As explained in our previous article, growing a model in most dimensions in quite simple, but increasing the hidden size comes with a few problems. This article dives deep and shows how it can be done.

## Why, again?

We can simply grow a model’s MLP (intermediate size) or number of layers, without altering loss. This can be done by increasing matrix sizes and padding with zeros (for MLP) or adding all-zero matrices even (for additional layers). This will, however, lead to a model that is not in balance, if we don’t also grow in the hidden size dimension. We assume this is not optimal for training. The underlying mathematical implementation of a model makes increasing the hidden size dimension, while keeping loss equal, far more complicated than increasing size in other dimensions. Some more things need to change along with the hidden size.

*Sidenotes:*

*The Python code in this article can be easily selected for copy&paste; the prompt, output and comments are excluded from selection.**This article uses a StableLm model as an example, but applies,*mutatis mutandis*, to similar models.**Growing a model with zeros is just step one; the new parameters need non-zero initialization to be trainable.**This article doesn’t explain how to handle models with*`num_key_value_heads != num_attention_heads`

.

## A quick recap

Our previous article already explained that one problem lies in the line doing `.mean()`

here, in `LayerNorm`

code taken from Llama:

```
def forward(self, hidden_states):
input_dtype = hidden_states.dtype
hidden_states = hidden_states.to(torch.float32)
```** variance = hidden_states.pow(2).mean(-1, keepdim=True)
** hidden_states = hidden_states * torch.rsqrt(variance + self.variance_epsilon)
return self.weight * hidden_states.to(input_dtype)

This is because this line can be written as:

`variance = hidden_states.pow(2).sum(-1, keepdim=True)/hidden_size`

and it is easy to see that adding zeros keeps the sum equal, but increasing hidden size reduces the variance value calculated, directly impacting the values returned by this `forward()`

, by (implicitly) scaling them with a factor of `sqrt(hidden_new/hidden_old)`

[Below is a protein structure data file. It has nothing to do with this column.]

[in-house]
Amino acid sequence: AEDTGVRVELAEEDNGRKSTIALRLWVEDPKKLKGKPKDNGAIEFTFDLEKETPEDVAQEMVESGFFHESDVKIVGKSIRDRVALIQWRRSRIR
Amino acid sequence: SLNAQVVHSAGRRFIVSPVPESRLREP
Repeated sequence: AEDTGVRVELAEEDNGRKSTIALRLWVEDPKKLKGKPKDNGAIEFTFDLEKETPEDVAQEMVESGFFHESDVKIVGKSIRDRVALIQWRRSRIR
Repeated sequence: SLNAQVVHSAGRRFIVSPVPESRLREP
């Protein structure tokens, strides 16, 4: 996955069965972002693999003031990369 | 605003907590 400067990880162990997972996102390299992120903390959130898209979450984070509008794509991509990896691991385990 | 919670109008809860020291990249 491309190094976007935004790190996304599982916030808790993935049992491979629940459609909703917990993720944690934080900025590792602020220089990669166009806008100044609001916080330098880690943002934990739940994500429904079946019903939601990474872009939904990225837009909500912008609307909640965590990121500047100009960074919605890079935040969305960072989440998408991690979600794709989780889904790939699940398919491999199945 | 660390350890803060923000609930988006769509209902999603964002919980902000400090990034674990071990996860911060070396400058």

.

## Solving the problem within existing model code

We think it is best to solve this by modifying the code, but that breaks compatibility. To solve it, approximately, within existing model code, the values of `self.weight`

of `LayerNorm`

objects may be scaled appropriately. Another thing to watch out for is that the `q_proj`

, `k_proj`

and `v_proj`

matrices are actually used (indirectly) as 3D matrices, with one dimension of `hidden_size`

reshaped in two dimensions of sizes `head_dim`

and `num_key_value_heads`

, with `head_dim = hidden_size / num_key_value_heads`

. We will get back to that.

Let’s first naively create a bigger model and see what happens:

```
$ python -i
``` import transformers, torch, numpy, copy, math, subprocess
torch.set_default_device('cuda:0')
torch.set_grad_enabled(False)
model = transformers.AutoModelForCausalLM.from_pretrained(
pretrained_model_name_or_path='stabilityai/stablelm-2-1_6b',
attn_implementation="flash_attention_2",
torch_dtype=torch.bfloat16
)
model.num_parameters()
1644515328
config = copy.deepcopy(model.config)
config.hidden_size = 2560
config._attn_implementation = 'flash_attention_2'
tp = type(model)
biggermodel = tp(config).to(dtype=torch.bfloat16)
biggermodel
StableLmForCausalLM(
(model): StableLmModel(
(embed_tokens): Embedding(100352, 2560)
(layers): ModuleList(
(0-23): 24 x StableLmDecoderLayer(
(self_attn): StableLmFlashAttention2(
(q_proj): Linear(in_features=2560, out_features=2560, bias=True)
(k_proj): Linear(in_features=2560, out_features=2560, bias=True)
(v_proj): Linear(in_features=2560, out_features=2560, bias=True)
(o_proj): Linear(in_features=2560, out_features=2560, bias=False)
(attention_dropout): Dropout(p=0.0, inplace=False)
(rotary_emb): StableLmRotaryEmbedding()
)
(mlp): StableLmMLP(
(gate_proj): Linear(in_features=2560, out_features=5632, bias=False)
(up_proj): Linear(in_features=2560, out_features=5632, bias=False)
(down_proj): Linear(in_features=5632, out_features=2560, bias=False)
(act_fn): SiLU()
)
(input_layernorm): LayerNorm((2560,), eps=1e-05, elementwise_affine=True)
(post_attention_layernorm): LayerNorm((2560,), eps=1e-05, elementwise_affine=True)
(dropout): Dropout(p=0.0, inplace=False)
)
)
(norm): LayerNorm((2560,), eps=1e-05, elementwise_affine=True)
)
(lm_head): Linear(in_features=2560, out_features=100352, bias=False)
)
biggermodel.num_parameters() - model.num_parameters()
536957952

So we succeeded in adding 537M parameters by increasing `hidden_size`